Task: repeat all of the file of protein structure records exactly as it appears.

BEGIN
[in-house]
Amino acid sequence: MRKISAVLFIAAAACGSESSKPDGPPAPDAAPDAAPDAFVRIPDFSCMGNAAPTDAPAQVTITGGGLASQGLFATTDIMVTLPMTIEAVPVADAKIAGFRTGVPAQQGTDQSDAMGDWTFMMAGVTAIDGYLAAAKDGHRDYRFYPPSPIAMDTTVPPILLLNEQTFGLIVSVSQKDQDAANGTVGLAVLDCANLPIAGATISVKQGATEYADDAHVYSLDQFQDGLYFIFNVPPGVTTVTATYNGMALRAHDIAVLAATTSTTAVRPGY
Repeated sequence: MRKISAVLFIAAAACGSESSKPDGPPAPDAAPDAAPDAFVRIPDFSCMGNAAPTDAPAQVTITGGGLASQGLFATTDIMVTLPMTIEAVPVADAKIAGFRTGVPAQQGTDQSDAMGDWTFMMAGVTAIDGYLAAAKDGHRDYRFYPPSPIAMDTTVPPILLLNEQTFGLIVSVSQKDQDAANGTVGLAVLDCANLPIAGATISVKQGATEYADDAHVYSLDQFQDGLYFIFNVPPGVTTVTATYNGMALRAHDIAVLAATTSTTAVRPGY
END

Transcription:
[in-house]
Amino acid sequence: MRKISAVLFIAAAACGSESSKPDGPPAPDAAPDAAPDAFVRIPDFSCMGNAAPTDAPAQVTITGGGLASQGLFATTDIMVTLPMTIEAVPVADAKIAGFRTGVPAQQGTDQSDAMGDWTFMMAGVTAIDGYLAAAKDGHRDYRFYPPSPIAMDTTVPPILLLNEQTFGLIVSVSQKDQDAANGTVGLAVLDCANLPIAGATISVKQGATEYADDAHVYSLDQFQDGLYFIFNVPPGVTTVTATYNGMALRAHDIAVLAATTSTTAVRPGY
Repeated sequence: MRKISAVLFIAAAACGSESSKPDGPPAPDAAPDAAPDAFVRIPDFSCMGNAAPTDAPAQVTITGGGLASQGLFATTDIMVTLPMTIEAVPVADAKIAGFRTGVPAQQGTDQSDAMGDWTFMMAGVTAIDGYLAAAKDGHRDYRFYPPSPIAMDTTVPPILLLNEQTFGLIVSVSQKDQDAANGTVGLAVLDCANLPIAGATISVKQGATEYADDAHVYSLDQFQDGLYFIFNVPPGVTTVTATYNGMALRAHDIAVLAATTSTTAVRPGY